Meredith Spivak, epidemiologist at the Center for Excellence and Environmental Health, has taken an important role in a new study investigating risk factors for an illness called “Chronic Kidney Disease of Unknown Origin,” or CKDu. This illness has been on the rise in agricultural communities in Central and South America, Egypt, India, and Sri Lanka, primarily affecting men in their 30s and 40s who work in agricultural. These individuals typically lack traditional risk factors for such illness, such as obesity or diabetes, suggesting that the underlying causes of this disease may be different. Current hypotheses suggest that the risks are likely multifactorial, and potential causes include pesticide exposure, excessive intake of fructose, and dehydration in the presence of demanding physical labor in hot environments.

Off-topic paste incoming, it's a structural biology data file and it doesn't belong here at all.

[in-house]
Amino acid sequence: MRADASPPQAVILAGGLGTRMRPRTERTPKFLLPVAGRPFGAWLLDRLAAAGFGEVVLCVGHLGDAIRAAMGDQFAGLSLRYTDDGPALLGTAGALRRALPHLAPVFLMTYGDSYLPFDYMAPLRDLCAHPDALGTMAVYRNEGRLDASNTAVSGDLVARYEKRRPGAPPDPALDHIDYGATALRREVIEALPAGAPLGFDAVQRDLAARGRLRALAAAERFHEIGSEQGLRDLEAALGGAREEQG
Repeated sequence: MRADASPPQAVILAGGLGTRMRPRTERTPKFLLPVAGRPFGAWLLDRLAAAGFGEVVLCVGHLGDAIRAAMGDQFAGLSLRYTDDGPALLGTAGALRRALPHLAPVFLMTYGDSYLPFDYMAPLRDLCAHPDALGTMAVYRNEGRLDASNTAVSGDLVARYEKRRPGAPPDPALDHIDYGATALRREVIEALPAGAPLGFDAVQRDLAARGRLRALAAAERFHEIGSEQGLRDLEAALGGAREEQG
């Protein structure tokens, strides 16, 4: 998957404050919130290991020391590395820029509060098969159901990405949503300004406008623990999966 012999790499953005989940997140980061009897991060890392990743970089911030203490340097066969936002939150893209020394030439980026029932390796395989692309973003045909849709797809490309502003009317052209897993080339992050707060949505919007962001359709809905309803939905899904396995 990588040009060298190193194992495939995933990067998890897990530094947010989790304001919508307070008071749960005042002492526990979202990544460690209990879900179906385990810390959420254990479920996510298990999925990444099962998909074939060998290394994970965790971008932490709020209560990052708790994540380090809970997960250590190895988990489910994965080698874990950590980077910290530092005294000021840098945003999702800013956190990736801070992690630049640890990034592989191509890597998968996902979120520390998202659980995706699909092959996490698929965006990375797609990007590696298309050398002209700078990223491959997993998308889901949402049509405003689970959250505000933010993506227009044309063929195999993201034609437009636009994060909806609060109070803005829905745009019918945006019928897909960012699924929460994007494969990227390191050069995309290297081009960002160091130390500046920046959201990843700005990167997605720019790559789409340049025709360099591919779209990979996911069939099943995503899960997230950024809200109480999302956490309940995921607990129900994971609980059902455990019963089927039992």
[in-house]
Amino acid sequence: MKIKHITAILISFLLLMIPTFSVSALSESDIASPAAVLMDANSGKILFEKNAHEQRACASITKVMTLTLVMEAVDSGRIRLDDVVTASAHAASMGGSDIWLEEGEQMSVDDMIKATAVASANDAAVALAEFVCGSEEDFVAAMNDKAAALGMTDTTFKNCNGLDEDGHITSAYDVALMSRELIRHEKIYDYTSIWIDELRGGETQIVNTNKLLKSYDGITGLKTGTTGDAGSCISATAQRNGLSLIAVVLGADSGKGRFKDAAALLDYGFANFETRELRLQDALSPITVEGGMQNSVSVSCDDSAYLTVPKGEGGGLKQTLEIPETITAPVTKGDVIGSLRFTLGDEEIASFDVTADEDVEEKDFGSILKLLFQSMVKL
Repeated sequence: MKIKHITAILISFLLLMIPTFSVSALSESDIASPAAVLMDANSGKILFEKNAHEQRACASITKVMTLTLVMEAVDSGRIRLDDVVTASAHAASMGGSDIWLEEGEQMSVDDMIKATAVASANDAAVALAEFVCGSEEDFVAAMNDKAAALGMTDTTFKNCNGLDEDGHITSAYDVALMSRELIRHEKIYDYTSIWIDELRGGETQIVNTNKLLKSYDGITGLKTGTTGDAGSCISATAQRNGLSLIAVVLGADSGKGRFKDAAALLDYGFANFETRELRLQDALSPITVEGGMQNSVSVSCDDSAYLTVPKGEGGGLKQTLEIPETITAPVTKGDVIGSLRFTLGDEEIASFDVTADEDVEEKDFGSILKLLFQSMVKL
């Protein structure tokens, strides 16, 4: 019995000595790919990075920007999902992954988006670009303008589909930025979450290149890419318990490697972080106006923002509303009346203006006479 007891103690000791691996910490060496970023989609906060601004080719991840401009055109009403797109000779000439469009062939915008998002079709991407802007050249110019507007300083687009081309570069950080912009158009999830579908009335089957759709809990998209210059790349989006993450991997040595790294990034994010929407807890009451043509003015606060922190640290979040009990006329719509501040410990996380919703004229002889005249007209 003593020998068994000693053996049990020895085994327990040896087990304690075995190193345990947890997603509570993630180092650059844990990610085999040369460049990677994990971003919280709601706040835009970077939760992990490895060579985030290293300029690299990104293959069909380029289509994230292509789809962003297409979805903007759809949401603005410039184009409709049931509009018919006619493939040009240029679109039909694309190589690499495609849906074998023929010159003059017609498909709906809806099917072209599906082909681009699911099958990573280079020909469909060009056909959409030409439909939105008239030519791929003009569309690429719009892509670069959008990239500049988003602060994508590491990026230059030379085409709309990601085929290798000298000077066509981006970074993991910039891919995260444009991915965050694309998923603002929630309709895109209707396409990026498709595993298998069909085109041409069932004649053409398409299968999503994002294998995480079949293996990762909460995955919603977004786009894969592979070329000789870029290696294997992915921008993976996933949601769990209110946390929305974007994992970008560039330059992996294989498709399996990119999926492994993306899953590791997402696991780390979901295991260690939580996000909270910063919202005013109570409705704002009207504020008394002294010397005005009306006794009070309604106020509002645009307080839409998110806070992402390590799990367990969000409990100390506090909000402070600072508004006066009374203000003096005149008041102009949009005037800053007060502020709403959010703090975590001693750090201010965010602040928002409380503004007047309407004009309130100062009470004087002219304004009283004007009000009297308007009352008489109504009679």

The Regional Alliance of INBRE (IDeA Network of Biomedical Research Excellence) Networks has funded a collaborative study between Dr. Cynthia Curl, Associate Professor in the Department of Community and Environmental Health at Boise State University, Dr. Sally Moyce at Montana State University, and Dr. Evan Johnson at the University of Wyoming. This research aims to investigate the relationship between these potential risk factors and kidney function in a large, nationally representative sample of Americans called the National Health and Nutrition Examination Survey (NHANES).
In her role with this project. Ms. Spivak will be supporting the research team in NHANES variable selection and analysis, particularly for associations of urinary dialkyl phosphate metabolites of organophosphate insecticides and reduced estimated glomerular filtration rates. This work will contribute to our understanding of the potential relationship between possible risk factors and reduced kidney function.